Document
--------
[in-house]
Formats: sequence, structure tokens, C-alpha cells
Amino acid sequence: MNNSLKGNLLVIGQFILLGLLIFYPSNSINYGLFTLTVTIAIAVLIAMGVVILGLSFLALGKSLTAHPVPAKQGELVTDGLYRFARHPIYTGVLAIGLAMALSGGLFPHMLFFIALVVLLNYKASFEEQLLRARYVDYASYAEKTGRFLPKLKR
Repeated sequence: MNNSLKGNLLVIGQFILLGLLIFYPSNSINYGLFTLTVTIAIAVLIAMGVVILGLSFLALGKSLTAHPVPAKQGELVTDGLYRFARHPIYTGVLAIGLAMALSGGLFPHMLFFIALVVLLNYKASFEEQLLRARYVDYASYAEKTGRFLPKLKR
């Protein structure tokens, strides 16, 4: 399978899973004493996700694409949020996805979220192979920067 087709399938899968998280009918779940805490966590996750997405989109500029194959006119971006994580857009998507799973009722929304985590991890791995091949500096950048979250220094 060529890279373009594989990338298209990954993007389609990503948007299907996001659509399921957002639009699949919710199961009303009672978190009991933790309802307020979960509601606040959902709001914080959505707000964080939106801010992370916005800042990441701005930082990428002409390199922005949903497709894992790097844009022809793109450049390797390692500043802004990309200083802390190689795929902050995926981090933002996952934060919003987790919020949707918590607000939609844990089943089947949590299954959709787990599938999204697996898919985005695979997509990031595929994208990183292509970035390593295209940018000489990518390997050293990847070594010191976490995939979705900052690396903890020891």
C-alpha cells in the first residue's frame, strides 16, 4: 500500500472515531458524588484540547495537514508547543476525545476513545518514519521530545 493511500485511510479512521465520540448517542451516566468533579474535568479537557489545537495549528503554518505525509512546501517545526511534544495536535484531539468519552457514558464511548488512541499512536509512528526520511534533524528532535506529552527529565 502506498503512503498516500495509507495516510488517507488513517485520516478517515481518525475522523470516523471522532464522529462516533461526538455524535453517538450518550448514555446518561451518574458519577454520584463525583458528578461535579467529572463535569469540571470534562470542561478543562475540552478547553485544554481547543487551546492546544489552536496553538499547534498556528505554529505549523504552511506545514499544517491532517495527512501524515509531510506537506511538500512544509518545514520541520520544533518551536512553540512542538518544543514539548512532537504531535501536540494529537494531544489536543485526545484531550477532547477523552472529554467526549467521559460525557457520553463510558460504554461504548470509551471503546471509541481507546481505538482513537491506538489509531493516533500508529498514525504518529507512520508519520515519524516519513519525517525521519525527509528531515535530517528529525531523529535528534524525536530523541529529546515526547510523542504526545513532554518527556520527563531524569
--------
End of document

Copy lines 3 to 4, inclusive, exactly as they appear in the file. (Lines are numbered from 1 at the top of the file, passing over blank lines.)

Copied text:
Amino acid sequence: MNNSLKGNLLVIGQFILLGLLIFYPSNSINYGLFTLTVTIAIAVLIAMGVVILGLSFLALGKSLTAHPVPAKQGELVTDGLYRFARHPIYTGVLAIGLAMALSGGLFPHMLFFIALVVLLNYKASFEEQLLRARYVDYASYAEKTGRFLPKLKR
Repeated sequence: MNNSLKGNLLVIGQFILLGLLIFYPSNSINYGLFTLTVTIAIAVLIAMGVVILGLSFLALGKSLTAHPVPAKQGELVTDGLYRFARHPIYTGVLAIGLAMALSGGLFPHMLFFIALVVLLNYKASFEEQLLRARYVDYASYAEKTGRFLPKLKR